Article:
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Brabazon Restaurant at Tankardstown

Contact Information

Brabazon Restaurant at Tankardstown
Bryan and Patricia Conroy
Rathkenny Road, Slane,
Co.Meath

Email: info@tankardstown.ie
Web: tankardstown.ie

Tankardstown House is a most exquisite Georgian House set on a private estate just two miles from the village of Slane. It was bought in 2002 by Bryan and Trish Conroy who spent ...

Brabazon Restaurant at Tankardstown
  • Brabazon Restaurant at Tankardstown
  • Brabazon Restaurant at Tankardstown
  • Brabazon Restaurant at Tankardstown
  • Brabazon Restaurant at Tankardstown

Good to know

Opening Hours:
The Bistro:
Wed-Sun 12-6pm
Saturday 12-10pm
Brabazon Restaurant:
Wed-Sat 6-10pm
Sunday 12- 8pm
Cuisine:
Bistro Food and
Contemporary Irish
A La Carte:
Bistro Mains €12-€16
Restaurant Mains €20-€24
Sunday Lunch: Yes
Bistro or Brabazon Restaurant
Afternoon Tea: Yes
Traditional AT for 2 €25
Prosecco AT for 2 €35
Tattinger AT for 2 €45
Children’s Menu:
Number of Covers:
Wheelchair Facilities:
Credit Cards: Yes
Private Dining
Facilities: Yes
Wifi:

About The Restaurant

Tankardstown House is a most exquisite Georgian House set on a private estate just two miles from the village of Slane. It was bought in 2002 by Bryan and Trish Conroy who spent four years painstakingly restoring and furnishing the main house and seven courtyard cottage suites. No expense was spared in ensuring it would be the ultimate location for exclusive private rental, house parties, celebrations and weddings. They then moved on to open their daytime Bistro which is set on the ground level of a long and narrow old stone outbuilding, with multi pane windows and French Doors opening out to a patio and gardens, the Bistro is in a series of roomlets. It is exquisitely furnished with washed oak dining tables from France, and lovely squishy sofas dotted around. There is huge attention to detail, including little pails filled with fresh lemons on each side of the French doors, windowsills embellished with clusters of pine cones on hay, and formal topiary trees and daisy bushes in little red bricked troughs running alongside the building.

We sat outside on the terrace and being greedy started off with a prawn and crayfish salad for me and a caramelised onion and Crozier Blue cheese tart for Brendan which was with Little Gem lettuce and toasted walnut dressing. We followed up with gorgeous spinach and ricotta tortellini with tomato and basil sauce and a pinenut tapenade for me, whilst Brendan had superb traditional beer battered fish and chips.
They also do things like Saddleback pork rillettes served with cornichons, grainy mustard and rustic breads – which I have had there before – lovely – and pork and leek sausages with mash and caramelised onion gravy. You can have a 6oz dry aged sirloin steak sandwich, or an authentic Thai Green chicken curry.

They also do a lovely Afternoon Tea here - you can have either a Traditional Cream Tea with scones, clotted cream and jam, or the full Afternoon Tea, and why not, for two people with the chef's choice of freshly cut sandwiches, the aforementioned scones, and delightful pastries and sweet treats. Push the boat out and have a Prosecco or Tattinger Afternoon Tea - that's hard to beat.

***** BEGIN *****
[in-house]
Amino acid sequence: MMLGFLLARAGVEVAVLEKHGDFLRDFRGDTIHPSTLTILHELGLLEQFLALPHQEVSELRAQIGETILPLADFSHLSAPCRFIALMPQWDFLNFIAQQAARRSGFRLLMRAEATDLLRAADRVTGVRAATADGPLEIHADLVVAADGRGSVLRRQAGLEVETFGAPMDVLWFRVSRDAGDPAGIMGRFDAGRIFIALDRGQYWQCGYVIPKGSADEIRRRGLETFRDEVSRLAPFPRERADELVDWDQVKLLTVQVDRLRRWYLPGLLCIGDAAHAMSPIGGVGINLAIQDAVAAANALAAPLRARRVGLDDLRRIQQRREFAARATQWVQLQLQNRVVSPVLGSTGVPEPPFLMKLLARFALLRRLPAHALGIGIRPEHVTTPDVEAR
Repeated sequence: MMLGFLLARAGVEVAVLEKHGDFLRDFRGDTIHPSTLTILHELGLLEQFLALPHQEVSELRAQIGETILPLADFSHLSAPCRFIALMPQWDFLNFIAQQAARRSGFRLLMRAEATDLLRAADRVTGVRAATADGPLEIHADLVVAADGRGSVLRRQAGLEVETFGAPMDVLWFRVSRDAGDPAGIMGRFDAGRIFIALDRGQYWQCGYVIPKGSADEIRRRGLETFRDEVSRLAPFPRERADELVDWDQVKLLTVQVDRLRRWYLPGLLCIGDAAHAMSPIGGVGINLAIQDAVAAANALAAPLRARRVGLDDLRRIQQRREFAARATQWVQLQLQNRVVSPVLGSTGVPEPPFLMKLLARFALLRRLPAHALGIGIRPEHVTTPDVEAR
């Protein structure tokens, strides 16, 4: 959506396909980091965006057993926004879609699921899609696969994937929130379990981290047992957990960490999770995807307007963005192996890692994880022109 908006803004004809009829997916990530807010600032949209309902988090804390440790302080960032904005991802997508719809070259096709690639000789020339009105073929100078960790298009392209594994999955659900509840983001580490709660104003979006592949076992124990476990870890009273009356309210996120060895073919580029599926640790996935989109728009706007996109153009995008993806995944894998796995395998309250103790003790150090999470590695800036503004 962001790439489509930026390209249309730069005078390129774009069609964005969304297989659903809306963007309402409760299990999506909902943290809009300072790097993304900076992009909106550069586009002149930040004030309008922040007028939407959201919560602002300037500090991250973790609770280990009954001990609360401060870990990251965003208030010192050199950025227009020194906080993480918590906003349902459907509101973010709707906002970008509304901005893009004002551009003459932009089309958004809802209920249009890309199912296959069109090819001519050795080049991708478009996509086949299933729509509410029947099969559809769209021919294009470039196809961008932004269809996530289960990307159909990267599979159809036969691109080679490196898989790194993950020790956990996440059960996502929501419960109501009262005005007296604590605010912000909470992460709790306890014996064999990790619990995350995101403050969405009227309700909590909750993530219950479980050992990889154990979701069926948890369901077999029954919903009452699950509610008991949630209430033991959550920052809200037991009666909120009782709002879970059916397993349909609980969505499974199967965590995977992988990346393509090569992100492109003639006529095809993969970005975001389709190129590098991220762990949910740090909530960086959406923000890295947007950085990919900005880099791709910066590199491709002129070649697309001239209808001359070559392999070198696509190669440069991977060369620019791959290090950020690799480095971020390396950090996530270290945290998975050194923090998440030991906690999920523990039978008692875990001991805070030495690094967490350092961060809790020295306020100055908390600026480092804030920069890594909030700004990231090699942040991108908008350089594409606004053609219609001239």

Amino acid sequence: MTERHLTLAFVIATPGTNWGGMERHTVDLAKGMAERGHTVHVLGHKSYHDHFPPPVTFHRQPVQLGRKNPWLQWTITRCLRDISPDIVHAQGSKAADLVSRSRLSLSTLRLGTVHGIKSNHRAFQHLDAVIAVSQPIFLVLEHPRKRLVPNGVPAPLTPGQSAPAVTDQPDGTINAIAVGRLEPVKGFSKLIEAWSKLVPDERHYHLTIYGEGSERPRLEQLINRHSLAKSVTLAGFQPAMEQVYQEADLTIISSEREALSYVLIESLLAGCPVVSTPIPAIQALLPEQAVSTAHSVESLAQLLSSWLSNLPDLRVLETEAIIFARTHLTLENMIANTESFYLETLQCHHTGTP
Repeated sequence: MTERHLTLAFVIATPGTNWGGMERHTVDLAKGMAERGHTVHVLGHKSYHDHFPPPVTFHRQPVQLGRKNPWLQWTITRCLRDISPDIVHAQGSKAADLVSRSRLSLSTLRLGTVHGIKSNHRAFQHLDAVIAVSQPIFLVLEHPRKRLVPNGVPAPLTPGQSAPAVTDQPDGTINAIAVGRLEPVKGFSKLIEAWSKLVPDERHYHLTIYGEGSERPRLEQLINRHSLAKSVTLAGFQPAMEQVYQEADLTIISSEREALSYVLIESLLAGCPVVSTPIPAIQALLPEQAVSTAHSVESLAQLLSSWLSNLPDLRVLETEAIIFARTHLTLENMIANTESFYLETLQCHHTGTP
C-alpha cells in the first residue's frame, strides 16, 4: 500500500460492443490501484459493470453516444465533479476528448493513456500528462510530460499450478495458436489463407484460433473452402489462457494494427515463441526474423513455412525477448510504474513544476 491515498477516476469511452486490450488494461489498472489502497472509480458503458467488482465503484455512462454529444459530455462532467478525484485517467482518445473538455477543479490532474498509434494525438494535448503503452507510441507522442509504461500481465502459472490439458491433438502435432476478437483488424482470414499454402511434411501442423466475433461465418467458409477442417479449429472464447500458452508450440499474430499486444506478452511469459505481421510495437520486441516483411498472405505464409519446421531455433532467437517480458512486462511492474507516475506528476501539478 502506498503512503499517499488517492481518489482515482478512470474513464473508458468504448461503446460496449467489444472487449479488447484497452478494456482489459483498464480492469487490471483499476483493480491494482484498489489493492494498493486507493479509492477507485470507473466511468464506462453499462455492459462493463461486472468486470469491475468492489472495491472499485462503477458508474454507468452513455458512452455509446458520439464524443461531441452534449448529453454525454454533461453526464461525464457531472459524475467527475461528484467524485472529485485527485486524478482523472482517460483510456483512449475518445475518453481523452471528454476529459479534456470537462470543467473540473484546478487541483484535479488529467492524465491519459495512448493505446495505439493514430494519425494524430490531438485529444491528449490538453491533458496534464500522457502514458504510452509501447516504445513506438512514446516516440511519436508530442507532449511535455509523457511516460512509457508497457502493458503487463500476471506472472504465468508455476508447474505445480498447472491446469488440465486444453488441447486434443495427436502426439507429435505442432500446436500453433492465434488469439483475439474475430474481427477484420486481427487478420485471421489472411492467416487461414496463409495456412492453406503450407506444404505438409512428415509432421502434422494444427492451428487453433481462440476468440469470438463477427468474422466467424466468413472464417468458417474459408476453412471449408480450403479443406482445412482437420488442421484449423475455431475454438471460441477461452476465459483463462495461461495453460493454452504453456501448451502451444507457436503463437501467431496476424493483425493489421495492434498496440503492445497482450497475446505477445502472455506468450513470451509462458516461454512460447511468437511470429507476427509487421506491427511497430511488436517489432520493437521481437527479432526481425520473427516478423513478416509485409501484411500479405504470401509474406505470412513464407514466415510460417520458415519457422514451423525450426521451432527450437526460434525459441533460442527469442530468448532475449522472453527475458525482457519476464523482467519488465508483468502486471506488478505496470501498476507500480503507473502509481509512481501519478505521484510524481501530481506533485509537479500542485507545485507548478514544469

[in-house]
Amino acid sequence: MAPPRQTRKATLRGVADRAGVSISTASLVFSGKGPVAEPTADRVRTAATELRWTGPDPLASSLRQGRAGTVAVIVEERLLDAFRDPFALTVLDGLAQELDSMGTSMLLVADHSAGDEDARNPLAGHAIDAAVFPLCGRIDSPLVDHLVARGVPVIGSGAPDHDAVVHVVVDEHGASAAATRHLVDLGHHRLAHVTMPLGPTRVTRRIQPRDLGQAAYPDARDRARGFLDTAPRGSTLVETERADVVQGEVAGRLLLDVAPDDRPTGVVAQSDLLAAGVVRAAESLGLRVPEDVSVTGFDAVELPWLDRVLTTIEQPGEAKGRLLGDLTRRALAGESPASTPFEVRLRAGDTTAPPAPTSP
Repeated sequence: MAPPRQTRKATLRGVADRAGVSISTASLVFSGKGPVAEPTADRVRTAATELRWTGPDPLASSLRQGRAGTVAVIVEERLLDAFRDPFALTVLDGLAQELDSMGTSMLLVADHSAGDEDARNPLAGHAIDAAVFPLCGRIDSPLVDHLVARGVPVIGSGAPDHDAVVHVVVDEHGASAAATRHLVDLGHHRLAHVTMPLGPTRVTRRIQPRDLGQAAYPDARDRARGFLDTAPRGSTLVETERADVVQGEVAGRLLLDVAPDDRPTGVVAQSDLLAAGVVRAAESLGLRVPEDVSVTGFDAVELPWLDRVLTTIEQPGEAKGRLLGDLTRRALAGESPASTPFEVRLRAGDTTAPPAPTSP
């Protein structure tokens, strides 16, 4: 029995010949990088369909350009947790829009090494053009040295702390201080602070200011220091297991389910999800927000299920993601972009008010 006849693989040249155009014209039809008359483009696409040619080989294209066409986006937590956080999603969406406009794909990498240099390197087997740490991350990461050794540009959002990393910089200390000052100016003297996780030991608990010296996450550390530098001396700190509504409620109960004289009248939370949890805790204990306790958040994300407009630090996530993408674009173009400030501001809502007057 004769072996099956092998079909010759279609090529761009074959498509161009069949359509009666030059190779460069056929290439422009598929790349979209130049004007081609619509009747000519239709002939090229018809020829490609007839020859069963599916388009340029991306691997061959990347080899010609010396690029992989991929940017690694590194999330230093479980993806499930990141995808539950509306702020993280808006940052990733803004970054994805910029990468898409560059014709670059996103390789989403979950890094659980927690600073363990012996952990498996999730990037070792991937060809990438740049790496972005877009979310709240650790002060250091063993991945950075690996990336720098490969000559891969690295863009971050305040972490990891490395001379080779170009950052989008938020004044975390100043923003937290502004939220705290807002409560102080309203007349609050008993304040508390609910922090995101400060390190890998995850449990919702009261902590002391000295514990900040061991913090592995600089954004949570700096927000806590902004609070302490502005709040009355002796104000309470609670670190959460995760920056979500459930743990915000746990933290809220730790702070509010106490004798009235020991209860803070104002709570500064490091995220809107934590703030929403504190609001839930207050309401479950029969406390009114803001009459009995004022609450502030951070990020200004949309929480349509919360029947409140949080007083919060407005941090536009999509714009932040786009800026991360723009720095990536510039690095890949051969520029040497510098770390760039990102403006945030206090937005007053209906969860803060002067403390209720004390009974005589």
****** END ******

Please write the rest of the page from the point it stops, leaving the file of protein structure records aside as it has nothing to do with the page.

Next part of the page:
Having got the Bistro up and running they then opened the Brabazon Restaurant which is a stunning place ambiance producing lovely food with an emphasis on local and seasonal produce. To start Gravadlax of Donegal organic seatrout comes with pickled cucumber, Ketaffi langoustine, and beetroot aoili, whilst a galantine of free range chicken and Peter Callaghan’s black pudding is paired with a seared sea scallop, milk foam and morel seasoning. Chicken liver and Foie Gras Parfait has soused cauliflower, onion marmalade and warmed brioche whilst a superb potato and black truffle soup has a crisp Tankardstown hen’s egg and pancetta wafer, with potato and thyme terrine. They also do a terrific terrine of Ardsallagh Goats cheese with apple and celery but also with Champagne soaked raisins and candied walnuts, Kalamata tapenade, olive oil and black pepper cracker.

Mains are equally appetising. Roast breast and confit leg of Cherry Valley duck comes with sweet potato puree, fondant potato and caramelised plum tatin, whilst roast rump of Lough Erne lamb comes with a braised shoulder croquette, cauliflower puree and Boulangere potato. Fillet of Atlantic hake has buttered peas, lettuce and ratte potatoes, Annagassan crab salad and tarragon fritter, whilst fillet of monkfish with Bayonne ham has a ragu of peas, broad beans and tomatoes, with orzo pasta, clams and olive oil. Breast of free range chicken comes with Boxty potato, baby carrots and leeks, crispy wings and sauce Bercy. There is of course a fine steak for the steak man in the form of a 35 day dry aged rib eye complete with all the trimmings of roast Portobello mushrooms, slow cooked shallot and green peppercorn sauce and Rosemary fries.

There is an extensive wine list with half bottles, which I always like to see these days, and lots by the glass.

If it’s worth doing, it’s worth doing well seems to be the Conroy motto.

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